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Review: TRAIN LORD at The Bakehouse Studio Theatre

Review By Lisa Lanzi

Oliver Mol is an author and poet (published in Rolling Stone, The Guardian, ABC, Sydney Review of Books, Meanjin and The Saturday Paper amongst others), widely travelled and with many tales to unravel. He has performed at Queensland Poetry Festival and Jungle Love festival, and in the United States of America, Canada, Vietnam and Spain.  Mol’s first novel was Lion Attack! (Scribe Publications 2015) which was met with great acclaim. His offering for the Adelaide Fringe is Train Lord, an honest, entertaining and complex rendering of a life; truths, a ten month headache, failed orgies, love, drugs, trains, family and the ‘detail’ in things.

A bare stage, a white screen, a simple wooden chair and uncomplicated lighting set the scene as the audience files into The Bakehouse Studio Theatre, an intimate 40-seat venue in Adelaide’s CBD. Oliver Mol enters, a tall, rangy and seemingly gentle personality in white singlet and half-mast dark overalls. He says “hi, how are you going?” and begins this hour-long solo, autobiographical show which was first performed in Barcelona. There is a hint of nervousness, understandable given we were at the preview, though bit by bit as memories and anecdotes masterfully unfold we are drawn into the slightly quirky world of the Sydney train guard who aspires to spice up his station announcements with some apt puns to stir up gloomy travellers.

Mol’s writing is a revelation. It is nuanced, at times dryly satirical or melancholy, and loops about in a non-linear fashion. Yet the narrative meets up with itself time and again and momentum is never lost. There are moments of textual repetition that spin like lingering notes in a melody as they draw out with a ritardando before setting off again at tempo. The rhythm and meter of the rich, poetic and sometimes stream-of-consciousness language has the feel of beat poetry, or rap patter and as you get used to it, is intoxicating. There are self-deprecating, humorous asides too that serve to draw in the audience and make us complicit in the adventure, the absurdity or whatever emotion is relevant.

The crux of this performance is the tale of the ten month migraine pain that Mol endured until a less mainstream doctor was able to end it through some muscle and joint manipulation. The pain was all-encompassing and rendered Mol unable to work, sending him back to live with his parents in Brisbane. There is life before the migraine, life during the affliction and life after the pain is gone. However, the ‘after’ is coloured by the remembrance of the debilitating pain and the horrific anticipation of its possible sudden return.

There is honour, truth, soul and humour amidst the Train Lord tale. At times the honesty is brutal such as covering the invitation to participate in an orgy - wildly unsuccessful - and pre-loading with booze and drugs to set the scene. Touching reminiscences appear that recount conversations with each parent and speak to a supportive family environment. Soulful stories about an absent partner also resonate but it is the beautiful language which shines and graces these self-aware vignettes with utter honesty.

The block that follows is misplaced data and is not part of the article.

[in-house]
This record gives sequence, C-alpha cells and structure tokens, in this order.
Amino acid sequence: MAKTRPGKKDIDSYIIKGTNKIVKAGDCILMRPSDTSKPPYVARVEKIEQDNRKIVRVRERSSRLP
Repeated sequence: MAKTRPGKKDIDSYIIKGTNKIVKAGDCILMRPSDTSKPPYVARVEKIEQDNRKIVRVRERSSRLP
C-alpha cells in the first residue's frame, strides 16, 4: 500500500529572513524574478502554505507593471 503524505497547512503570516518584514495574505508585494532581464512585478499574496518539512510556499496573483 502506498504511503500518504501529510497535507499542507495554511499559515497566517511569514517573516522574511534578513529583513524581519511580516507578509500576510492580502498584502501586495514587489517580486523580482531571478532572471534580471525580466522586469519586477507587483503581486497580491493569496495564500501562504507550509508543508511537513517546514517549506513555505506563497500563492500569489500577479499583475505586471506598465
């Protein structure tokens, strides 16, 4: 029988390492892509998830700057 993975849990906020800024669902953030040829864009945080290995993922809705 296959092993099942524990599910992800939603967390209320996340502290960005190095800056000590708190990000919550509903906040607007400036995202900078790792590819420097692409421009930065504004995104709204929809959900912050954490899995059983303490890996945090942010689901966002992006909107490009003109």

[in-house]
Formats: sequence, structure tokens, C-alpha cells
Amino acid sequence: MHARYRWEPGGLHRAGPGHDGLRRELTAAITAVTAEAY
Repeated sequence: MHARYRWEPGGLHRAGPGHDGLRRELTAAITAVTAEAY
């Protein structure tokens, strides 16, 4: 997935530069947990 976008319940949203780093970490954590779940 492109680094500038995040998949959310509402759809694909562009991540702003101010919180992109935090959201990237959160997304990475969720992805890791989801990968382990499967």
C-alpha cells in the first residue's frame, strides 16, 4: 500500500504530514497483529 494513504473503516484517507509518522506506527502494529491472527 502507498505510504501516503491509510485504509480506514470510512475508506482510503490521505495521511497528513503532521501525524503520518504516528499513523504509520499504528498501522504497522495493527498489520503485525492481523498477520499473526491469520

Overall Mol has a pleasant voice, in fact a beautiful voice when he sings one of his made-up song mash-ups or delivers an accent to define one of the characters he speaks of. My one disappointment was the prevalent falling intonation at the end of sentences or phrases to the extent that words were totally lost, and these are words you want to hear. His general ‘poetic’ voice was also too soft at times, sat low in his range and seemed to sit back in his mouth so that successful projection was affected. Even though this level of performance is new to him, I feel Oliver Mol has a reasonable feel for it. The work would definitely benefit from some judicious direction from an experienced director around such simple things as stance, placement in the space, stagecraft and gesture.

The use of accompanying music by Thomas Gray & Liam Ebbs, Seekae and Nils Frahm was mostly successful but again, would benefit from a director’s input to streamline the counterpoints between text, sound and music. The colourful, pulsing visuals by Kat Chellos were superb, if uncomfortable at times. However, the discomfort was a device that linked the audience to the discombobulation of a migraine state, whether that was intentional or not. Footage of train tracks and stations as seen from the rear end of a moving or stationary train also added to the atmosphere, though I wish the screen might have been larger.

This was excellent Fringe fare and I would happily watch Oliver Mol perform more of his exceptional writing with his pleasing stage presence. I hope the work continues to develop and that it is performed widely. It certainly deserves an audience.

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All opinions and thoughts expressed within reviews on Theatre Travels are those of the writer and not of the company at large.


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